Mathematics Stack Exchange is a question and answer site for people studying math at any level and professionals in related fields. It's 100% free, no registration required.

Sign up
Here's how it works:
  1. Anybody can ask a question
  2. Anybody can answer
  3. The best answers are voted up and rise to the top

Assume the following situation. I want to evaluate the derivative of a function for which I have a power series. In principle this is well known: just insert the derivatives at each coefficient: $$ S(x) = \sum_{k=0}^\infty a_k \cdot x^k \to S(x)' = \sum_{k=0}^\infty (k+1)\cdot a_{k+1} \cdot x^k $$ and evaluate. So far, so good.

The convergence-radius of the power series is small, but fortunately I can reexpress it as $$ S(x) = x_0-x_1+x_2-\ldots - x_{m-1}+\sum_{k=0}^\infty a_k \cdot x_m^k $$ and I do not know, how I reflect the leading $x_k$ into the derivative. It is with a transfer-function $f(x)=b^x-1$ that $$x_1=b^x-1,x_2=b^{x_1}-1,\ldots x_m=b^{x_{m-1}}-1$$ such that $x_m$ is in the radius of the power series for $S(x)$. So my question is now how to include that leading terms in the formula for the derivative?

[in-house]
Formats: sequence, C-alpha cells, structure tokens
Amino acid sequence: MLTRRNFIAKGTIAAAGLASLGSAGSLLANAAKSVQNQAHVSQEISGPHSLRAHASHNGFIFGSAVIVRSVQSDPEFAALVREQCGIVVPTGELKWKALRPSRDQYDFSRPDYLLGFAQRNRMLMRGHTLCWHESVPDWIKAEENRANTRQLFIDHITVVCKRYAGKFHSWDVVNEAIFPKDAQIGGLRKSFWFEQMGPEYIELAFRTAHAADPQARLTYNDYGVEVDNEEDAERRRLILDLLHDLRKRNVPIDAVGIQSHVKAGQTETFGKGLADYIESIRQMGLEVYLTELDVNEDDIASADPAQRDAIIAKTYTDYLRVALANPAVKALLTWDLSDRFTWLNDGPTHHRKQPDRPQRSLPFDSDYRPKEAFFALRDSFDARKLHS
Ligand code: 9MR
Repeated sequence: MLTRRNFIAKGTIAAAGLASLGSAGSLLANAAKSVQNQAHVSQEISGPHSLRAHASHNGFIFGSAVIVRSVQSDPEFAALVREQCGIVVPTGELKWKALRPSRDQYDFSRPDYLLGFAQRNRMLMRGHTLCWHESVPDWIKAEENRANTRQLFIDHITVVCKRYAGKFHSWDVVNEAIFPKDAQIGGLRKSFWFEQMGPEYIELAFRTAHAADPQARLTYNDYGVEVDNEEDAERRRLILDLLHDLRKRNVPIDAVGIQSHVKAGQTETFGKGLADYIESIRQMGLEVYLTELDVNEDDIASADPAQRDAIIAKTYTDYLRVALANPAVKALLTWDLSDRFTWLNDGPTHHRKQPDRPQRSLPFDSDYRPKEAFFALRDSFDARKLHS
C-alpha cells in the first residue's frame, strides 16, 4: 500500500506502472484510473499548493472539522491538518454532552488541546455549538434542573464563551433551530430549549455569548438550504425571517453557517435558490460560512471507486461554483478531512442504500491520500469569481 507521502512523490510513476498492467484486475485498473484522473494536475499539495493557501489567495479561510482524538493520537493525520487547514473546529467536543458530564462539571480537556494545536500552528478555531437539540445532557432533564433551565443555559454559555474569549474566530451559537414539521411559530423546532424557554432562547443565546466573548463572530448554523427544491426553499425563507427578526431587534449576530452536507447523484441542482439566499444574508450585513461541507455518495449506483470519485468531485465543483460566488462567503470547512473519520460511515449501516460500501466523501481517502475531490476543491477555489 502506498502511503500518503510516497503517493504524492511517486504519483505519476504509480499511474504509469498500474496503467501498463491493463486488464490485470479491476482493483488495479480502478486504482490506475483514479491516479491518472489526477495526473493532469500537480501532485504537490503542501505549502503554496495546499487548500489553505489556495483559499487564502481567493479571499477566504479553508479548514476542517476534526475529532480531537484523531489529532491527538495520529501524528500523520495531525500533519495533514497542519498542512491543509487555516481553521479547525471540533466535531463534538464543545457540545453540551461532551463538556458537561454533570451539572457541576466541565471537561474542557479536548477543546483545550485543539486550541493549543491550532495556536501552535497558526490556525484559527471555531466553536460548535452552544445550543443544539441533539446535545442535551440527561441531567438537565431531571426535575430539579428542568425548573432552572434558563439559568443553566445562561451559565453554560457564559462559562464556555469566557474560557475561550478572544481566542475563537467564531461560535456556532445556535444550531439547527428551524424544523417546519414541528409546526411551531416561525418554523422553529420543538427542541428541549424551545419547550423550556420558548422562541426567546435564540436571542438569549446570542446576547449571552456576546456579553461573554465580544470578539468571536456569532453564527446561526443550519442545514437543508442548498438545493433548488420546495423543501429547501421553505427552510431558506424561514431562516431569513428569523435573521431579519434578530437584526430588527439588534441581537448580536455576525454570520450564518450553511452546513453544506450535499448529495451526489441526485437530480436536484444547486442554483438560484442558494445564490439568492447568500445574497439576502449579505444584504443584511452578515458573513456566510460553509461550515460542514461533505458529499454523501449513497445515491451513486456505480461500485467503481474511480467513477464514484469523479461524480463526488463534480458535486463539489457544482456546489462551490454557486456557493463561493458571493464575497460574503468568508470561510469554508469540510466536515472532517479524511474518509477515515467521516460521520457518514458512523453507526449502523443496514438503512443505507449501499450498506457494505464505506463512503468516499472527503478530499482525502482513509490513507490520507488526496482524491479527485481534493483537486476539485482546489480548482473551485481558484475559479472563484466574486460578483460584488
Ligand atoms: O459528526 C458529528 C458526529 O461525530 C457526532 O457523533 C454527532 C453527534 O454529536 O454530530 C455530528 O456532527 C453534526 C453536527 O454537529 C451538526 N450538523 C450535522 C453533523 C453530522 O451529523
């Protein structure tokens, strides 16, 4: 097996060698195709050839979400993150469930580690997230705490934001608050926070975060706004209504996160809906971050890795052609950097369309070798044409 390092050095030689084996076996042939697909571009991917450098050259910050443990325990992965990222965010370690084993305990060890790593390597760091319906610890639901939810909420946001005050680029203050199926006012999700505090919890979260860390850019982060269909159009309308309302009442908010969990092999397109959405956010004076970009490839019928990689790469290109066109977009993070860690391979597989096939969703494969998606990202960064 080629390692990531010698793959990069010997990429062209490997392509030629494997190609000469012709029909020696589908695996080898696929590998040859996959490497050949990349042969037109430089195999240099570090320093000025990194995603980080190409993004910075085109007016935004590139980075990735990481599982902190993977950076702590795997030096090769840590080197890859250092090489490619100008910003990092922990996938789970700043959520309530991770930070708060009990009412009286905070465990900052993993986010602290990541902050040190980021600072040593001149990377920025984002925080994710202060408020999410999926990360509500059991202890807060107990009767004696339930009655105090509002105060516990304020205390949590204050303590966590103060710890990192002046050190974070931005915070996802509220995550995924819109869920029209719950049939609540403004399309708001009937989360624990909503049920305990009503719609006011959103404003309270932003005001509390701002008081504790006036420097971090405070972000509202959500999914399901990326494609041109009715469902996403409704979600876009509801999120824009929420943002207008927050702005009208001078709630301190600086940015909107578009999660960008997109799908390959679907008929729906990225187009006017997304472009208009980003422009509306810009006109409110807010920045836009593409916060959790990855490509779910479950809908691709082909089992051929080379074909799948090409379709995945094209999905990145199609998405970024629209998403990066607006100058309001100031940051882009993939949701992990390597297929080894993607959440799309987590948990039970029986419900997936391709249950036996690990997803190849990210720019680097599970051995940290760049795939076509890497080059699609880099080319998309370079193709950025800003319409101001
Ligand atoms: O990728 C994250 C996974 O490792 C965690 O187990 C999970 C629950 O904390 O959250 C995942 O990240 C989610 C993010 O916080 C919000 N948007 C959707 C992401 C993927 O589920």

Is it simply to write the derivative $$ S(x)' = f'(t)_{|t=x} - f'(t)_{|t=x_1} + \ldots - f'(t)_{|t=x_{m-1}} + \sum_{k=0}^\infty (k+1)\cdot a_{k+1} \cdot x_m^k \qquad \text{???}$$ but this is just a guess...

share|cite|improve this question
up vote 1 down vote accepted

Note that you need to employ the chain rule, so with $x_k=\underbrace{f(\cdots(f}_k(x))\cdots)=f(x_{k-1})$ you have $$\frac d{dx} x_k = f'(x_{k-1})\cdot\frac d{dx} x_{k-1} $$ so by induction $$\frac d{dx} x_k = f'(x_{k-1})f'(x_{k-2})\cdot\ldots\cdot f'(x).$$ And of course $f'(t)=\ln b \cdot b^t$, so ultimately $$\frac d{dx} x_k = (\ln b)^k\cdot b^{x_{k-1}+x_{k-2}+\ldots+ x}.$$

share|cite|improve this answer
Yes, the chain-rule... and the first term in $S(x)'$ is $f'(t)_{|t=x}=1$ ? This looks so unfamiliar, but must obviously be true... <grrrm> – Gottfried Helms Dec 14 '12 at 23:07
Actually, I don't know. You define $x_1=f(x)$, but didn't define $x_0$. – Hagen von Eitzen Dec 15 '12 at 9:03
I've got it now, I needed to make a big table to see the pattern; perhaps I'll put my result in an extra answer. Thanks anyway, Hagen! – Gottfried Helms Dec 28 '12 at 20:45

Your Answer


By posting your answer, you agree to the privacy policy and terms of service.

Not the answer you're looking for? Browse other questions tagged or ask your own question.